year old woman ten days earlier. any stage of the process that he wishes to consult with an attorney before speaking,
2. He was taken in custody to a police station and was identified by the there can be no questioning.
complaining witness.
3. Miranda was then interrogated by police officers for two hours. After which, Likewise, if the individual is alone and indicates in any manner that he does not wish
he signed a written confession, which included the following statement: to be interrogated, the police may not question him. The mere fact that he may have
"I do hereby swear that I make this statement voluntarily and of my own free will, with no answered some questions or volunteered some statements on his own does not
threats, coercion, or promises of immunity, and with full knowledge of my legal rights, deprive him of the right to refrain from answering any further inquiries until he has
understanding any statement I make may be used against me." consulted with an attorney and thereafter consents to be questioned.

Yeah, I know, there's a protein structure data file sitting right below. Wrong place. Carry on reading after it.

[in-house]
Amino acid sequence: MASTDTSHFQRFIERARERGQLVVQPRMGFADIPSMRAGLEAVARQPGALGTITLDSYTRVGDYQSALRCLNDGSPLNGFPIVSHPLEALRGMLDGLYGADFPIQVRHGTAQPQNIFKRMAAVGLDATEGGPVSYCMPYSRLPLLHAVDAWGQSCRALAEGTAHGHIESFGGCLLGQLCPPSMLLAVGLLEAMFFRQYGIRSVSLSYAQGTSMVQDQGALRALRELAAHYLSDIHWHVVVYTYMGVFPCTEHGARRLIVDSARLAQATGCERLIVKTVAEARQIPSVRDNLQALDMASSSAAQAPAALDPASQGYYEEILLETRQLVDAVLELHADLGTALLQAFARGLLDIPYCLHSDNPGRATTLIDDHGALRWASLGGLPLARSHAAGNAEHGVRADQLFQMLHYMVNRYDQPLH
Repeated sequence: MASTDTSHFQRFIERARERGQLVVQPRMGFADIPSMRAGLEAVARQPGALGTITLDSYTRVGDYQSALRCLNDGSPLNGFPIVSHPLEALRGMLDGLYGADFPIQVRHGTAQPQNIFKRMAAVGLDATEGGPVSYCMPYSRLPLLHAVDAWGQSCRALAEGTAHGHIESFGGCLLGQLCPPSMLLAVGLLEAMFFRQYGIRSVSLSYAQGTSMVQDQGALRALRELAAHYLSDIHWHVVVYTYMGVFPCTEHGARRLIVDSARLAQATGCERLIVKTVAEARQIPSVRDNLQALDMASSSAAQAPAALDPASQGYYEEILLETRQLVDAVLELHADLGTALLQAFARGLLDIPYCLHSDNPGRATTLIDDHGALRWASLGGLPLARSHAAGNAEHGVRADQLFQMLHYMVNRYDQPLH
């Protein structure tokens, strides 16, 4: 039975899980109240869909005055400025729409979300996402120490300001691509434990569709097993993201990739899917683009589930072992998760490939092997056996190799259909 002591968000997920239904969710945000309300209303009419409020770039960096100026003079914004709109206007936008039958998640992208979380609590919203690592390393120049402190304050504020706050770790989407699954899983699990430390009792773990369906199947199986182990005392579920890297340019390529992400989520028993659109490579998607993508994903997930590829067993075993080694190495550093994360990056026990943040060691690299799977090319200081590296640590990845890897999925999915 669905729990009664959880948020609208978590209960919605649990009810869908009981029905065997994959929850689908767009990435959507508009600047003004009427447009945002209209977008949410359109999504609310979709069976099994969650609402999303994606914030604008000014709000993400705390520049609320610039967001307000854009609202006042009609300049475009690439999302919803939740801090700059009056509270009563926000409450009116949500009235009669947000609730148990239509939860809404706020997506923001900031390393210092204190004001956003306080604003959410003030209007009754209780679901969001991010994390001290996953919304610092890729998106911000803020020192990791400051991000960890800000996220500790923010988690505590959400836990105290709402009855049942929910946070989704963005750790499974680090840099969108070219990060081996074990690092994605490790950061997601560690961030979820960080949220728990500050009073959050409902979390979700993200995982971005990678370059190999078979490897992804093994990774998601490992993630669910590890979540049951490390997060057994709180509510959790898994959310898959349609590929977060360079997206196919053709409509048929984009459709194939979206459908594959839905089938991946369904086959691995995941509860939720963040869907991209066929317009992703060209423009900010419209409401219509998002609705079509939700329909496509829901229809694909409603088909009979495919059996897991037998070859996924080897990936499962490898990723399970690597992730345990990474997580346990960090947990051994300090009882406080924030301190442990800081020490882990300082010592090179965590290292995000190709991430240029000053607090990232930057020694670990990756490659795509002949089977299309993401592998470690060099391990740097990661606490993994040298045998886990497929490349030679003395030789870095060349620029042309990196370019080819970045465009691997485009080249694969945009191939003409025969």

4. Note that Miranda was not told of his right to counsel and was not advised of
his right to remain silent, nor was he informed that his statements during the Evidence obtained as a result of interrogation shall not be used against a defendant at
interrogation would be used against him. trial unless the prosecution demonstrated the warnings were given, and knowingly
5. At trial, the prosecutors offered Miranda's written confession as evidence
Miranda was found guilty of kidnapping and rape and was sentenced to 20-30 2
No person shall be held to answer for a capital, or otherwise infamous crime, unless on a presentment or
years imprisonment on each count. indictment of a Grand Jury, except in cases arising in the land or naval forces, or in the militia, when in actual
service in time of War or public danger; nor shall any person be subject for the same offence [sic] to be twice
put in jeopardy of life or limb; nor shall be compelled in any criminal case to be a witness against himself, nor
be deprived of life, liberty, or property, without due process of law; nor shall private property be taken for
This is a consolidation of four cases. public use, without just compensation.
and intelligently waived. compelled to give self-incriminating testimonies, and that custodial
interrogation is not inherently coercive.